Three Lessons from Europe for English rugby


Tadhg Furlong

The weekend saw compelling victories for Leinster and Racing 92 in the semi-finals of the Champions Cup. The Dubliners smashed the Scarlets 38-16, while Racing beat Munster more comprehensively than the 27-22 scoreline suggests, Munster scoring near the end when the result was already confirmed.

As we know, there was no English representation in the last four, but the games still give plenty to mull over and lessons to learn from the manner of the victories.

Power and Leinster’s rucking game

Leinster have some extremely powerful ball carriers – the likes of Cian Healy, Scott Fardy, Tadhg Furlong and James Ryan – but the real impact they made with their physicality was in clearing out the rucks.

It may seem obvious to highlight the importance of power to a contact sport like rugby, but while you can have as many gain-line breakers as you want in a team, if the unit of forwards arriving at the ruck is unable to clear the contact area quickly and provide clean ball to the half-backs, that momentum generated by the ball carrier is lost.

Leinster had a whopping 66% possession against the Scarlets, with 126 rucks taking place on their possession. Leinster won all but one of those (99%), with the likes of Ryan and Fardy especially bulldozing opposition out of the contact area with exceptional speed and ferocity. The benchmark for ‘quick ruck ball’ is three seconds, with the most effective sides sides managing to get it closer to two. New Zealand regularly achieve below the three-second mark and it was something I noted frequently with Leinster in this game.

Contrast that to the acknowledged issues England had at the breakdown in the Six Nations, where their lethargic breakdown work had a success rate of 91% in the ruck against Scotland and 93% against France. More importantly, even when successful it did not allow enough quick ball for Danny Care to utilise effectively. Leinster’s number nine, Jamison Gibson-Park, in contrast had the ball on a plate and – crucially – that gave Jonny Sexton the time to do his thing.

Scarlets, as it happens, had a 100% success rate in the ruck, but it was slow ball compared to the Leinster’s and they had too little possession.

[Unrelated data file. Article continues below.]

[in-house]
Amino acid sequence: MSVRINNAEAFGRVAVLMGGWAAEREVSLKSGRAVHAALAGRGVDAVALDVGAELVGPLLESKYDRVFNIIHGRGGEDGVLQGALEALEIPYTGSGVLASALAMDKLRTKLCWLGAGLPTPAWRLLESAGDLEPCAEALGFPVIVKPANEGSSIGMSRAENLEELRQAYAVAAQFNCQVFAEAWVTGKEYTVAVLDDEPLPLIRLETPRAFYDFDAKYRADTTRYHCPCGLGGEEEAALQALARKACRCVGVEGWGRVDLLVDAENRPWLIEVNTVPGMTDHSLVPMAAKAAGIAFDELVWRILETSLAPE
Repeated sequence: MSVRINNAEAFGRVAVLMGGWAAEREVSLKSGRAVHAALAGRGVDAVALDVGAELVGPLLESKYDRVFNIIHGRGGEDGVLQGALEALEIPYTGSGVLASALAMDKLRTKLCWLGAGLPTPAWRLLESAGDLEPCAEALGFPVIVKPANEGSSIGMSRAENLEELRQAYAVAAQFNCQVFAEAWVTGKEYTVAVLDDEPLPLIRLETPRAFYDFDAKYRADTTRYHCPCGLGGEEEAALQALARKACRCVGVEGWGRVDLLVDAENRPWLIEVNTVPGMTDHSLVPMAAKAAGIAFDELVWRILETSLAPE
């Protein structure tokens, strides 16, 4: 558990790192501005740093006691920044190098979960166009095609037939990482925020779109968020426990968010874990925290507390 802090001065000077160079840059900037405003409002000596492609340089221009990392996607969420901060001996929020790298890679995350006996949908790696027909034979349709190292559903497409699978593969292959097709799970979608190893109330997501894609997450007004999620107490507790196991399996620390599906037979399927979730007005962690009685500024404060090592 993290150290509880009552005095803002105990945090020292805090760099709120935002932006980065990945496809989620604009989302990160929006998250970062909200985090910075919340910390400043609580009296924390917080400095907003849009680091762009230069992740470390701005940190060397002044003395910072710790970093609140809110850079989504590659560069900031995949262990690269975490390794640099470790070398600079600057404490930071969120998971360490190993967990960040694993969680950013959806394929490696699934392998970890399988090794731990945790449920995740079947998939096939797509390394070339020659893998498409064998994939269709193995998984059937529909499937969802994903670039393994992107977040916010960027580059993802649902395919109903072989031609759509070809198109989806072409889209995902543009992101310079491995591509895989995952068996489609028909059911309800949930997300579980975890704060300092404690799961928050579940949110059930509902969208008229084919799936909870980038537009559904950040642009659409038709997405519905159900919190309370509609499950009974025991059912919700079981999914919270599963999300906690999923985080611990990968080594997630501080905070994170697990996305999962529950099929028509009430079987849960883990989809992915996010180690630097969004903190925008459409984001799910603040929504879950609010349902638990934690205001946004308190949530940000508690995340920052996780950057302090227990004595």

The Scarlets have rightly been praised for their bold and exciting attacking play, but they simply could not compete with the power and efficiency of Leinster at the weekend. Rugby can be a deceptively simple game at times and the Irish side did the basics brilliantly. They won 100% of their set piece, kept a low error count and time and time again generated quick, clean ball for their key players to exploit.

Remember the chop?

Over in Bordeaux, Racing 92 also kicked off their game in style thanks to some lethal running courtesy of Teddy Thomas and Virimi Vakatawa. Thomas scored a brace, and basically scored a hat-trick apart from his selfless decision to gift his third to Maxime Machenaud (given I captained Thomas in my Superbru fantasy side, I did not overly appreciate that Teddy).

While these early scores established Racing’s lead, it was some brutal and highly efficient defence which closed the game out for them – in particular, some textbook chop tackling from the likes of Yannick Nyanga and Wenceslas Lauret.

Specific types of tackle and defence go in and out of fashion (more in vogue currently are the upper-body smash, a particular favourite of our cousins in rugby league as it helps stop and offload, and the choke tackle, so beloved of the Irish sides), with the chop tackle having fallen slightly out of favour since it was all the rage during the Welsh grand slam of 2012 and Dan Lydiate was the poster-boy for the chop.

When used correctly it can be an exceptionally effective tackle – with real stopping power. Racing had clearly identified ball carriers like CJ Stander as Munster’s main attacking threat and employed the chop to stop them in their tracks. Nyanga in particular was brilliant on Sunday and scythed down Munster attackers before they could build momentum. The chop tackle also has the useful side effect of helping to isolate the attacking player – allowing the defensive team to slow down the ruck and stifle quick attacking ball. Interestingly, it could be one of the most effective ways to take on Leinster’s power game and quick ruck ball… we have an exciting final ahead.